Summary of Andrew Marvell’s To His Coy Mistress

To His Coy Mistress is a poem written by Andrew Marvell.


In this poem, a lover addresses his beloved who refuses to grant him sexual favours on account of her modesty and her sense of honour. The lover says that her coyness or sexual reluctance would have been justified if they had enough space and time at their disposal. If they had enough space at their disposal, she could have occupied herself by searching for rubies on the banks of the Indian river, the Ganga, while he would complain about his unfulfilled love on the banks of the river Humber in England. If they had enough time at their disposal, he would have started loving her ten years before the great flood (mentioned in the Bible) while she could refuse to satisfy his desire till Judgment Day when the Jews might agree to be converted to Christianity. If they really had enough time, he would spend a hundred years in praising her eyes and gazing on her forehead; he would spend two hundred years in admiring each of her breasts, and he would spend thirty thousand years in praising the remaining parts of her body. She really deserves so much praise and adoration says the lover.

But all this is not possible, the lover goes on to say. Time is passing at a very fast pace, and eventually, they have to face the “deserts of vast eternity”. After some years, her beauty will no longer be found on this earth. She will lie in her marble tomb, and he would no longer be there to sing his love song. There, in the grave, worms will attack her long-preserved virginity. All her nice sense of honour will then turn to dust, and all his desire to make love to her will then turn to ashes. The grave is a fine and private place, but nobody can enjoy the pleasure of love-making there.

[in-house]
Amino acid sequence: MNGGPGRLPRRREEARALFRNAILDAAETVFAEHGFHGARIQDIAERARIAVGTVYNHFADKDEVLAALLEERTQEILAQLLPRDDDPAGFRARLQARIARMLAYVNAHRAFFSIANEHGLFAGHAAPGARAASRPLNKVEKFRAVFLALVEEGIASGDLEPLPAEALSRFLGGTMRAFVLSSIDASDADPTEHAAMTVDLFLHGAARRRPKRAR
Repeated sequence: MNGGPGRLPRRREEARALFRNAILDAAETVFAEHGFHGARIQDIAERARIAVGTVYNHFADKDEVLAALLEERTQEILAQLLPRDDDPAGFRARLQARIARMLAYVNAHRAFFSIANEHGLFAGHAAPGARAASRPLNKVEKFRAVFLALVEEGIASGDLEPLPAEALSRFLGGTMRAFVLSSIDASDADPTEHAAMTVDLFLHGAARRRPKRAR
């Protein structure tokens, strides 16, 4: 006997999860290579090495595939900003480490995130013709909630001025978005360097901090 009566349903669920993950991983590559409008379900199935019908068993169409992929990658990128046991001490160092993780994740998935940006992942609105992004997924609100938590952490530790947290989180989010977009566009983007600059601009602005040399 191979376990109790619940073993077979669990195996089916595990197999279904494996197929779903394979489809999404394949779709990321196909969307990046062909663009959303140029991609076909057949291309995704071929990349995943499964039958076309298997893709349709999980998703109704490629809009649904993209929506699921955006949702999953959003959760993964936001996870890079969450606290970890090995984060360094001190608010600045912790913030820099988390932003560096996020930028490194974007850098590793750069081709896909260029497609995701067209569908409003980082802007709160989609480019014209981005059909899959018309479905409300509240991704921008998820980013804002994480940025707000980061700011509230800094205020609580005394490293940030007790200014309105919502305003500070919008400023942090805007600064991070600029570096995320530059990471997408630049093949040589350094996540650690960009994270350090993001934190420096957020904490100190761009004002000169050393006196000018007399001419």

Therefore, it would be appropriate for both of them to enjoy the pleasures of love when there is still time, when her skin is still youthful and fresh, and when her responsive soul is still burning with a desire for love-making. They should, like amorous birds of prey, devour the pleasures of love, which now time still permits them to enjoy, rather than that they should suffer the pangs of unsatisfied love. They should roll all their strength and all their sweetness into one cannonball and shoot it through the iron gates of life. (In other words, they should enjoy the pleasure of love-making with all their energy and vigour, and they should even become fierce in extracting the maximum pleasure from their love-making). If they cannot arrest the passage of time, they can at least quicken time’s speed of passing.

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